By Paolo Asso
Booklet four of Lucan??s epic contrasts Europe with Africa. on the conflict of Lerida (Spain), a violent hurricane reasons the neighborhood rivers to flood the apparent among the 2 hills the place the opposing armies are camped. Asso??s statement lines Lucan??s memories of early Greek stories of construction, while Chaos held the weather in vague confusion. This primordial broth units the tone for the entire ebook. After the conflict, the scene switches to the Adriatic shore of Illyricum (Albania), and eventually to Africa, the place the proto-mythical water of the start of the ebook cedes to the dryness of the wilderness. The narrative unfolds opposed to the heritage of the conflict of the weather. The Spanish deluge is changed via the desiccated desolation of Africa. The statement contrasts the representations of Rome with Africa and explores the importance of Africa as an area infected through evil, yet which continues to be a vital part of Rome. besides Lucan??s different geographic and natural-scientific discussions, Africa??s place as part of the Roman international is painstakingly supported by means of astronomic and geographic erudition in Lucan??s mixing of medical and mythological discourse. The poet is a visionary who helps his fact claims through medical discourse.
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Additional info for A Commentary on Lucan, ''De bello civili'' IV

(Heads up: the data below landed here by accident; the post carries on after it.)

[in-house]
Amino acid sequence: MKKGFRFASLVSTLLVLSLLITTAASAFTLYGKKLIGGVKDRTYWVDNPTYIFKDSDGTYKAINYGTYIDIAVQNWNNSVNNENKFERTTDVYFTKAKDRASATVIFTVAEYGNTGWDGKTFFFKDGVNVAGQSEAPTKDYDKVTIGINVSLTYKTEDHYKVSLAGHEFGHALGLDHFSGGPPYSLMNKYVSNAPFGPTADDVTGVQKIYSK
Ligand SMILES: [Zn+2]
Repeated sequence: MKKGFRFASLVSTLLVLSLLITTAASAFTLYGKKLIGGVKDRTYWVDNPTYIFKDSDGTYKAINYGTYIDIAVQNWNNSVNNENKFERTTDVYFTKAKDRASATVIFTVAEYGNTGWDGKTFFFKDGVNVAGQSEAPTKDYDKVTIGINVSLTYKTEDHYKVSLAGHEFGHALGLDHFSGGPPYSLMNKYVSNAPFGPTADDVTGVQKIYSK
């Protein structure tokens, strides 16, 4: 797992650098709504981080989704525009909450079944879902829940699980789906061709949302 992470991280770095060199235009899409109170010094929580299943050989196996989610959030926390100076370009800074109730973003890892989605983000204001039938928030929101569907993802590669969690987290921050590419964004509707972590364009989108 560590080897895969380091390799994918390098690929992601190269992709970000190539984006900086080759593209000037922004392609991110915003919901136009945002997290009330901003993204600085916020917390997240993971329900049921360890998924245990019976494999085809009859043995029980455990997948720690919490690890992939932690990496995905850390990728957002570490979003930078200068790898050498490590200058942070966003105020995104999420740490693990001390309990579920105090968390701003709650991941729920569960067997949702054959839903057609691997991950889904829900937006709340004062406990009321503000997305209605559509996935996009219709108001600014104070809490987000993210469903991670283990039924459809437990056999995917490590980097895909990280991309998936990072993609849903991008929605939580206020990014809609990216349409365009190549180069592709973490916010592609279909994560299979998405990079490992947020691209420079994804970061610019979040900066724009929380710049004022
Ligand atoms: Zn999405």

Introduction 25 Rhetorical devices L. employs an array of tropes and figures to achieve all sorts of effects. Since he is interested in exploiting as many aspects as possible of a concept, it is best to begin with devices that let the poet repeat words and sounds. Alliteration is strictly speaking a poetic rather than a rhetorical feature, but its use naturally produces rhetorical effects because the repeated initial sounds keep the words together and function as an aural sign-posting device for the audience who listens to the poetic performance.
The Eastern wind discovered whatever clouds it could in its own region and hurled them into the westerly world with turbulent Nabataean winds, both those clouds Arabs feel and those the land of the Ganges exhales; it carried with it any mists the early sun had allowed to condense, anything the darkening Corus had driven from the morning heavens, and everything which had protected the Indians. The clouds, withdrawn from the East, warmed the day and were not able to drop rain, although pregnant with it; instead, the wind swept up storm clouds in their flight.
Philip Hardie’s path-breaking study on The Epic Successors of Virgil illustrates why critics more or less (un-)consciously have read post-classical epic with a pro-Virgilian bias. The acknowledgment that Virgil’s Aeneid spurs what Hardie terms ‘the dynamics of a tradition’ should not prevent readers from appreciating the worth of Ovid, Lucan, Silius, Statius, and Valerius, and not only because they are ‘all extremely sharp and informative readers of the Aeneid’ (Hardie 1993, xii), but especially because of their own contributions to the epic genre.
A Commentary on Lucan, ''De bello civili'' IV by Paolo Asso